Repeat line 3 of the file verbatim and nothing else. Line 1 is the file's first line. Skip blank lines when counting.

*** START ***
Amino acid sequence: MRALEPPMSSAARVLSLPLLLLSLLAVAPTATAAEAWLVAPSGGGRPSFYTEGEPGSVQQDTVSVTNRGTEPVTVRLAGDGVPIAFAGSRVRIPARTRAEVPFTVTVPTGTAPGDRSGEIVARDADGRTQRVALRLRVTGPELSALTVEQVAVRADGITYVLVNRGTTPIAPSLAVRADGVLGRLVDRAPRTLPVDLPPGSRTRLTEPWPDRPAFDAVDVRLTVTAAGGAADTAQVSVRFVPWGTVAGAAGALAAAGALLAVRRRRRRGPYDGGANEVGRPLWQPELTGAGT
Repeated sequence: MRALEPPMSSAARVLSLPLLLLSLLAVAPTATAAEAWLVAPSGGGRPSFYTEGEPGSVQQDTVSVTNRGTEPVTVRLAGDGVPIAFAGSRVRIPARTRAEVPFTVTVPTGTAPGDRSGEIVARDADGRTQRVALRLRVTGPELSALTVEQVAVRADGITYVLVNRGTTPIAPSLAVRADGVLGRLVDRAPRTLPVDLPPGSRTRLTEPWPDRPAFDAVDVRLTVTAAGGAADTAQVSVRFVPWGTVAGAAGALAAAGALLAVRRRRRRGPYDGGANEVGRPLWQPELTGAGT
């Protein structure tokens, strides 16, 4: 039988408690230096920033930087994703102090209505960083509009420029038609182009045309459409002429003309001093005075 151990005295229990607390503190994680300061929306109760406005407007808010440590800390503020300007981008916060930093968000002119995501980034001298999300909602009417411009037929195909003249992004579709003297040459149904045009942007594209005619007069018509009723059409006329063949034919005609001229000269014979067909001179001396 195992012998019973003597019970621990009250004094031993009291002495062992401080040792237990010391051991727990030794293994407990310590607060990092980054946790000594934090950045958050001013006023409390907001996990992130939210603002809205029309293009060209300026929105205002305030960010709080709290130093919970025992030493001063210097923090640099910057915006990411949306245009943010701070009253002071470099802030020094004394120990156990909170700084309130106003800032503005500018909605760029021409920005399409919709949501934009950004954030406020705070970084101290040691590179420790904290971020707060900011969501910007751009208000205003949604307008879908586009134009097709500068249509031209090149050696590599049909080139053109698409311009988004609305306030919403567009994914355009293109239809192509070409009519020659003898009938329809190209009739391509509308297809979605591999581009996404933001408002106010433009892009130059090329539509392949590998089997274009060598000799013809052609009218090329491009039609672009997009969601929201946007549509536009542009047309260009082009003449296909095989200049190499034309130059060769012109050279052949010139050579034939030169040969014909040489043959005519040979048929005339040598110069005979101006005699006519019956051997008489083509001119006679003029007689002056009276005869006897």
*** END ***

């Protein structure tokens, strides 16, 4: 039988408690230096920033930087994703102090209505960083509009420029038609182009045309459409002429003309001093005075 151990005295229990607390503190994680300061929306109760406005407007808010440590800390503020300007981008916060930093968000002119995501980034001298999300909602009417411009037929195909003249992004579709003297040459149904045009942007594209005619007069018509009723059409006329063949034919005609001229000269014979067909001179001396 195992012998019973003597019970621990009250004094031993009291002495062992401080040792237990010391051991727990030794293994407990310590607060990092980054946790000594934090950045958050001013006023409390907001996990992130939210603002809205029309293009060209300026929105205002305030960010709080709290130093919970025992030493001063210097923090640099910057915006990411949306245009943010701070009253002071470099802030020094004394120990156990909170700084309130106003800032503005500018909605760029021409920005399409919709949501934009950004954030406020705070970084101290040691590179420790904290971020707060900011969501910007751009208000205003949604307008879908586009134009097709500068249509031209090149050696590599049909080139053109698409311009988004609305306030919403567009994914355009293109239809192509070409009519020659003898009938329809190209009739391509509308297809979605591999581009996404933001408002106010433009892009130059090329539509392949590998089997274009060598000799013809052609009218090329491009039609672009997009969601929201946007549509536009542009047309260009082009003449296909095989200049190499034309130059060769012109050279052949010139050579034939030169040969014909040489043959005519040979048929005339040598110069005979101006005699006519019956051997008489083509001119006679003029007689002056009276005869006897």